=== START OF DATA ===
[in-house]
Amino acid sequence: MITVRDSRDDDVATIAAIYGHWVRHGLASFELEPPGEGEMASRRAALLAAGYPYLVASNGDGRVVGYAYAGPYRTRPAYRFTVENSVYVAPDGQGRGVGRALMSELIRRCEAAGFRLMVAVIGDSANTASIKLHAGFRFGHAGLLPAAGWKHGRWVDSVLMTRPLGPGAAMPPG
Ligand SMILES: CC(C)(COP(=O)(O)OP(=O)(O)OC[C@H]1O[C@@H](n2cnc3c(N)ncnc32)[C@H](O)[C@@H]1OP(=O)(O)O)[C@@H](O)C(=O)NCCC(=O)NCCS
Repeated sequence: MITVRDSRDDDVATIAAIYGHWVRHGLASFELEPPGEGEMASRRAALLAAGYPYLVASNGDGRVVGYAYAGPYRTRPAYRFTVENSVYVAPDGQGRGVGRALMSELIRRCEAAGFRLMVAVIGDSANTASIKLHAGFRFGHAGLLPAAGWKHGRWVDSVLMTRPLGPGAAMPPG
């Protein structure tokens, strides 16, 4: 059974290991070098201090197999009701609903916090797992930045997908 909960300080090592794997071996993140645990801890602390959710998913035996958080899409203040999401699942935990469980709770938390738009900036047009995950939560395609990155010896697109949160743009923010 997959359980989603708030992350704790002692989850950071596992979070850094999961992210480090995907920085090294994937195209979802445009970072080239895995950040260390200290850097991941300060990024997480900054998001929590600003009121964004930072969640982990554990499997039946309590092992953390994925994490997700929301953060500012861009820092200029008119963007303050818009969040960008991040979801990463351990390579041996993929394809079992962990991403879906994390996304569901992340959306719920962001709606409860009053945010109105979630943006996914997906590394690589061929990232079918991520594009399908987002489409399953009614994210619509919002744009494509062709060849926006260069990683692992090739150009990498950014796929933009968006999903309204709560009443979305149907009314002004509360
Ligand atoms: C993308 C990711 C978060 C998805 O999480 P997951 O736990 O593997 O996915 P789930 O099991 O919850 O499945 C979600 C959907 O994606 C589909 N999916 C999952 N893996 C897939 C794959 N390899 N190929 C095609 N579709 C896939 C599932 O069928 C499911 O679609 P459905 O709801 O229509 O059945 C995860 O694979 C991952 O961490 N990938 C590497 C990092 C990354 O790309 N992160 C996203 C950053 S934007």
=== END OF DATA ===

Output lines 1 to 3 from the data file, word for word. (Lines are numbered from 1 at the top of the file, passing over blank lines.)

[in-house]
Amino acid sequence: MITVRDSRDDDVATIAAIYGHWVRHGLASFELEPPGEGEMASRRAALLAAGYPYLVASNGDGRVVGYAYAGPYRTRPAYRFTVENSVYVAPDGQGRGVGRALMSELIRRCEAAGFRLMVAVIGDSANTASIKLHAGFRFGHAGLLPAAGWKHGRWVDSVLMTRPLGPGAAMPPG
Ligand SMILES: CC(C)(COP(=O)(O)OP(=O)(O)OC[C@H]1O[C@@H](n2cnc3c(N)ncnc32)[C@H](O)[C@@H]1OP(=O)(O)O)[C@@H](O)C(=O)NCCC(=O)NCCS